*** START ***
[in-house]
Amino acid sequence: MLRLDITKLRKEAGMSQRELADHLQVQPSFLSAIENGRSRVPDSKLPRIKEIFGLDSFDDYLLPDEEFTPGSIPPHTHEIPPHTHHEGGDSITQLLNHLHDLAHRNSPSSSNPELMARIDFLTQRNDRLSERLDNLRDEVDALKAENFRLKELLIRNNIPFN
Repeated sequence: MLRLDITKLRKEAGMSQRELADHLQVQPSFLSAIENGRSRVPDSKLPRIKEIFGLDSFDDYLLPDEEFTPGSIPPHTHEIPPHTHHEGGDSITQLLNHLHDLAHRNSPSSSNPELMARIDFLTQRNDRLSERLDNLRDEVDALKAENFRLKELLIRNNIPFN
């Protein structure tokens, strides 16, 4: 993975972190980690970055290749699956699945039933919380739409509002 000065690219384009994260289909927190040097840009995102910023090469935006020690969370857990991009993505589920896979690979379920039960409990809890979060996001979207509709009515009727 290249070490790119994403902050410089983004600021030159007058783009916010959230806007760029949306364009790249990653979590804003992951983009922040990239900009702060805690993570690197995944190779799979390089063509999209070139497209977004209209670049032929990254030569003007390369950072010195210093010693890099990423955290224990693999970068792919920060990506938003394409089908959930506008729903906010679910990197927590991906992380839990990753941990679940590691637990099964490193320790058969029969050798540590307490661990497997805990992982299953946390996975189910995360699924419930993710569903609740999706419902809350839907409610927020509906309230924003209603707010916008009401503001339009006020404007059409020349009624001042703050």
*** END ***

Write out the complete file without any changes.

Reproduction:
[in-house]
Amino acid sequence: MLRLDITKLRKEAGMSQRELADHLQVQPSFLSAIENGRSRVPDSKLPRIKEIFGLDSFDDYLLPDEEFTPGSIPPHTHEIPPHTHHEGGDSITQLLNHLHDLAHRNSPSSSNPELMARIDFLTQRNDRLSERLDNLRDEVDALKAENFRLKELLIRNNIPFN
Repeated sequence: MLRLDITKLRKEAGMSQRELADHLQVQPSFLSAIENGRSRVPDSKLPRIKEIFGLDSFDDYLLPDEEFTPGSIPPHTHEIPPHTHHEGGDSITQLLNHLHDLAHRNSPSSSNPELMARIDFLTQRNDRLSERLDNLRDEVDALKAENFRLKELLIRNNIPFN
């Protein structure tokens, strides 16, 4: 993975972190980690970055290749699956699945039933919380739409509002 000065690219384009994260289909927190040097840009995102910023090469935006020690969370857990991009993505589920896979690979379920039960409990809890979060996001979207509709009515009727 290249070490790119994403902050410089983004600021030159007058783009916010959230806007760029949306364009790249990653979590804003992951983009922040990239900009702060805690993570690197995944190779799979390089063509999209070139497209977004209209670049032929990254030569003007390369950072010195210093010693890099990423955290224990693999970068792919920060990506938003394409089908959930506008729903906010679910990197927590991906992380839990990753941990679940590691637990099964490193320790058969029969050798540590307490661990497997805990992982299953946390996975189910995360699924419930993710569903609740999706419902809350839907409610927020509906309230924003209603707010916008009401503001339009006020404007059409020349009624001042703050």